Kelly Mann, a.k.a. "the Mask Doctor", thus titled for
my techniques of care & repair of rubber masks and similar
memorabilia, I have been involved professionally with special
effects and makeup for nearly twenty-five years. I have worked for
Hollywood's major movie studios, as well as the top theme parks
throughout the United States.
As the Mask
Doctor, my studio has become an emergency room for aging and damaged
masks. There, I can provide patching, hairing, foaming, and custom
painting services for your cherished collectible, with a near-100%
are however, certain precautions you can take, and things ďnot to
doĒ. Simple ways that you can prolong the life of your own masks.
masks are made of natural latex. They have a finite life span.
can extend their usefulness with common sense, and a little
enemies of all latex masks are:
Perspiration- It contains oil, and oil rots rubber.
Petroleum- Any kind of oil, Vaseline, or solvent, dissolves latex.
folded, and under pressure, masks will crease.
Age- Any mask, no matter how
you baby it, will eventually rot.
If you wear
your masks, please be careful to clean them well on the inside
as well as the outside. A washcloth with a mild soap solution,
followed by a water wipe and dry will remove any perspiration,
saliva, and make-up. When dry, you should follow this with a light
dusting of baby powder inside to help keep it dry.
If the mask
has long hair that needs attention, donít wash it! Brush the hair
using a very gentle wide toothed brush, or an Afro pick comb.
Starting at the ENDS and working gently toward the roots, Brushing
out one small area at a time. If the hair is extremely dirty, gently
dab it with a water-dampened paper towel. Allow to air dry. Avoid
using a hairdryer. The heat will restyle the hair if it is supposed
to be curly or kinky. Then brush the hair, as above.
wearings donít just toss your mask in a closet. Store it properly,
and it will be ready for the next time.
It is a
good idea to support your mask between wearings. If you donít have a
Styrofoam wig stand to put it on, stuff it with plastic garbage
bags, to help it retain itsí shape. Many people use newspaper, but
Iíve found that to be too acidic, and it eventually gets brittle and
then affords no support. (You know this if you have brittle
back-issues of Famous Monsters of Filmland!) Then store your mask
inside another plastic garbage bag. You can label it with a masking
tape label. Be sure to carefully dry out the mask's interior first,
of any perspiration or saliva, using one or more paper towels. Allow
it to dry thoroughly, then dust lightly with a little talc or baby
Remember to do
this each time the mask is worn.
masks are displayed as showpieces, there are other considerations as
well. Obviously, we all canít pay to have museum cases built to
protect them, so here are some more affordable ideas.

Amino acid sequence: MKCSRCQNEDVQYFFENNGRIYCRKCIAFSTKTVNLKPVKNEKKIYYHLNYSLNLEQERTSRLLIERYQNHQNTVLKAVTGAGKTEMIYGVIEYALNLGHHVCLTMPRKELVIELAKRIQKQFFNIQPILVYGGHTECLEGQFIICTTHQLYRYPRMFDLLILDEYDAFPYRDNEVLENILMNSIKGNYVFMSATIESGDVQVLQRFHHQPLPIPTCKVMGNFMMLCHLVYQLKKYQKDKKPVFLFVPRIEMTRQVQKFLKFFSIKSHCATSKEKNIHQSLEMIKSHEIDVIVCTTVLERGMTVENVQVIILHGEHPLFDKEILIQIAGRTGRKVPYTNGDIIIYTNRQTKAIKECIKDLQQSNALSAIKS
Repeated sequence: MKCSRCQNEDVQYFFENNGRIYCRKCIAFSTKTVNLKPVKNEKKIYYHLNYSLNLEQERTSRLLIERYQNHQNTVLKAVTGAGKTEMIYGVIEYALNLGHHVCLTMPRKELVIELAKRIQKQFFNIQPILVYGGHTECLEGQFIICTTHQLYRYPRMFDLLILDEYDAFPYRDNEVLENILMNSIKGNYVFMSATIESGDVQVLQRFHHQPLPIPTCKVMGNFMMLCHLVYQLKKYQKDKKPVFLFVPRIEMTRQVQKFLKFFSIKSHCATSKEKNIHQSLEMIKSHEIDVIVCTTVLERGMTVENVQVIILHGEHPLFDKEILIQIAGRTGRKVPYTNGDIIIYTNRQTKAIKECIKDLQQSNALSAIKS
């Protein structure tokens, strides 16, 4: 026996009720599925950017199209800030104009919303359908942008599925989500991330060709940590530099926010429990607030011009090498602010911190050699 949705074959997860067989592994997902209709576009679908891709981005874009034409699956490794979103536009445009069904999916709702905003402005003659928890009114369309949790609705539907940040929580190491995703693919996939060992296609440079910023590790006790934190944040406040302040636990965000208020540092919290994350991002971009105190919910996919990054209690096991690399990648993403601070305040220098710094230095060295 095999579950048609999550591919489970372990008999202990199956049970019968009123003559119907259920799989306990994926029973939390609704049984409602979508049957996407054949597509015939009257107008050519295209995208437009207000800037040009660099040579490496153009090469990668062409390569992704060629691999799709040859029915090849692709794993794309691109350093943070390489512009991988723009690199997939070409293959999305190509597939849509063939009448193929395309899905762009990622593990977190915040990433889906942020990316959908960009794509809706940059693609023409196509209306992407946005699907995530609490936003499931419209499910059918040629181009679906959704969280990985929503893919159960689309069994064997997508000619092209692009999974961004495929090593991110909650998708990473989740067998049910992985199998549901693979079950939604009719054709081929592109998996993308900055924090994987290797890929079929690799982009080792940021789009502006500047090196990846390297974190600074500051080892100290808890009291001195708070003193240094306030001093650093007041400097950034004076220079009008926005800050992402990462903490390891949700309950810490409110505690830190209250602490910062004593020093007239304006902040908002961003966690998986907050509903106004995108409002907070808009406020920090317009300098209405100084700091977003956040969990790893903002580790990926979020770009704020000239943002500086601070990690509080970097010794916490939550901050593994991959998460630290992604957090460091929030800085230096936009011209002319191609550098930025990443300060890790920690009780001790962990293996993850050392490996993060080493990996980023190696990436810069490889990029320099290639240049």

tips apply here too. However the first and best protection is a
proper method of displaying the mask. It should be supported by a
Styrofoam wig stand at LEAST. If the mask is too tall, or the neck
is too long, masking tape the wig standsí base to an empty plastic
peanut butter jar. And fill it with rocks or sand for better
support however, is to have the mask foam-filled. Itís light,
completely inert, and fully supports every part of the mask. Of
course, I offer this service on my Mask Doctor web-site.
Once your mask
is properly supported, consider where you are going to display it.
Choose a spot that is out of direct sunlight, and is cool and dry.
display your masks on a shelf that has another shelf above it. This
will help keep them out of sunlight and dust-free. Use a display
surface that is at least three feet above the floor. Especially if
you have pets. This will also help keep them away from a dusty
environment, the carpet.
As much as
possible keep dust off your masks. Household dust will trap moisture
and oil, which degrades rubber. Remove dust by whisking with a
disposable paintbrush or any soft clean brush. Clean with mild soap
and water, and a soft cloth, only in extreme cases of dirt or oil
depending on the type of paint used, or storage problems, a
displayed mask will yellow, or appear to ďrustĒ. This mask ďrustĒ
can be removed, but refer this to a professional. (me.)
the best of intentions, we can sometimes do more harm when we think
weíre helping. For instance, NEVER use any silicone based rubber
protectant products such as Armor All on a mask. It can do some
strange things to rubber over time. And never EVER use shoe polish,
Vaseline, or saddle soap. The oil content will kill the liveliness
of latex, and break it down.
want to re-paint a mask, do not use spray paint, or model paints.
Not only is it brittle, and will crack, but it too contains
petroleum solvents. Using makeup to color a mask is also a mistake,
since it is oil based. It Takes an experienced eye to tell what kind
of paint was used on your mask. A re-paint should be compatible. For
a quality paint job, e-mail me.
simple tips your masks should last for years, and look their
frightening best for seasons to come.
about any of my services visit me at,
If you have
additional problems, I have a FAQ line at,
Or just e-mail